Beyond zero harm
I recently had a “Hallelujah” moment in a phone call from a large manufacturing company. The caller said: “Steve, we’re having injuries, 10 so far this year, mainly strains and sprains because…… we have an unhealthy workforce.”
He didn’t say because people weren’t following safety protocols, he made the link that is emerging as a key factor in workplace injuries.
Unhealthy and unfit workers are more likely to injure themselves.
Zero harm is the goal, as it should be, but today we know that keeping people safe in the workplace is just part of the bigger picture.
Beyond zero harm, is what we should be striving for. Not only keeping our people safe, but actively promoting a fit and healthy workplace.
In 2014-15 in Australia there were over 107,000 serious injury and disease claims, the majority being body stress injuries; followed by slips, trips and falls; and being hit by a moving object.
It’s a problem too large to ignore. In 2012–13, Safe Work Australia data showed that work-related injury and disease cost the Australian economy $61.8 billion, approximately 4% of GDP!
However, it shouldn’t just be employers concerned about these rising figures. Safe Work Australia’s data shows the cost borne by employers for injury and accident is only 5% of the real cost. The majority of it is borne by workers.
Nobody can deny that action must be taken to protect your people and maintain profits. But the real answer lies in building and promoting a workforce of fit and healthy humans to help prevent and significantly reduce injury.
In fact, Safe Work Australia’s research finds that the lowest workers compensation costs are found in work teams that foster a positive work environment where employees feel supported and have high levels of wellbeing. Not to mention all the other benefits that come from having a fit and healthy workforces – such as lower absenteeism, better work performance and better interrelations.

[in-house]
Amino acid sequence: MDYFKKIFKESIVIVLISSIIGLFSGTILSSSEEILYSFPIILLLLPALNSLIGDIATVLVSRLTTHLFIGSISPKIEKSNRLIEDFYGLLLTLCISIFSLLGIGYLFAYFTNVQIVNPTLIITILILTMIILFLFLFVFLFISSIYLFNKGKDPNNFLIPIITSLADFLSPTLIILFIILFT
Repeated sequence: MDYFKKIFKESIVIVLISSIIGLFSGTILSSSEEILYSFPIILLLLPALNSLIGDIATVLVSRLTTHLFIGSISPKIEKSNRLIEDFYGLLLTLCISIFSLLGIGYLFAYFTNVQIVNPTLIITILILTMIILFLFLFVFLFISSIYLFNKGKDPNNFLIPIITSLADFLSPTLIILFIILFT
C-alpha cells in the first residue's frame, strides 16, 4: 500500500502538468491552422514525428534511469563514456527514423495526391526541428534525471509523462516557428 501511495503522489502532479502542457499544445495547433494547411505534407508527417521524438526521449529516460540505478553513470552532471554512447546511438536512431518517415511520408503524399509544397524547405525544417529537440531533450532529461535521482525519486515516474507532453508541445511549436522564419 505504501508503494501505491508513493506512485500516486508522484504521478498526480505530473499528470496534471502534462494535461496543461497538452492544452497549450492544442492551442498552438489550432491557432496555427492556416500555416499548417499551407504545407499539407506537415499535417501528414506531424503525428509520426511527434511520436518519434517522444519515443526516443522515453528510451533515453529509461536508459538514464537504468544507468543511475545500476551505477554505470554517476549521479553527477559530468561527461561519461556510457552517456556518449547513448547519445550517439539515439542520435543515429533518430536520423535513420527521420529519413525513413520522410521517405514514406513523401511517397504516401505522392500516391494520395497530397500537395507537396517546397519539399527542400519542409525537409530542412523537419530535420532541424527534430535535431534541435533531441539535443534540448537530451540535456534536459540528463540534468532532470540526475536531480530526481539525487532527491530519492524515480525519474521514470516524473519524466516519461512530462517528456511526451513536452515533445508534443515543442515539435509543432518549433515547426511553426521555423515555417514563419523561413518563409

Sadly, this is not the current state of play for Australian workplaces. Shifting work trends and changes in job composition see us working longer, feeling more pressure, sitting more, moving less, drinking more and to be frank… letting ourselves, our fitness and our health go down the gurgler.
Unless our underlying health and fitness are addressed, the effectiveness of our best-intentioned risk and safety efforts will be compromised.
But poor fitness and health don’t only increase the risk of physical incidents, it has a significant impact on our state of mind and overall wellbeing.
At WFR, we’re getting more and more calls from clients asking for help to prevent and manage the increasing number of people suffering from mental health issues. I’ll admit the mental health landscape is a complex one for employers. And likely, the problem is much worse than we realise because people’s mental struggles are far less visible.
When I receive one of these calls my first response is always this… “would you say your people are generally fit and healthy?”. That’s because the link between your physical and mental wellbeing is well documented.
And while there is a lot we can do to support workers and employers in this space, we should not act without supporting people and workplaces to become fitter and healthier overall.
If our goal is to move beyond zero harm, to be more proactive, to improve productivity and reduce work-related injury costs – then we must create a healthier environment.
Steve Gauci, Managing Director
Want to see how your organisation’s health and fitness measures up? Contact WFR for an initial chat on 1300 937 777.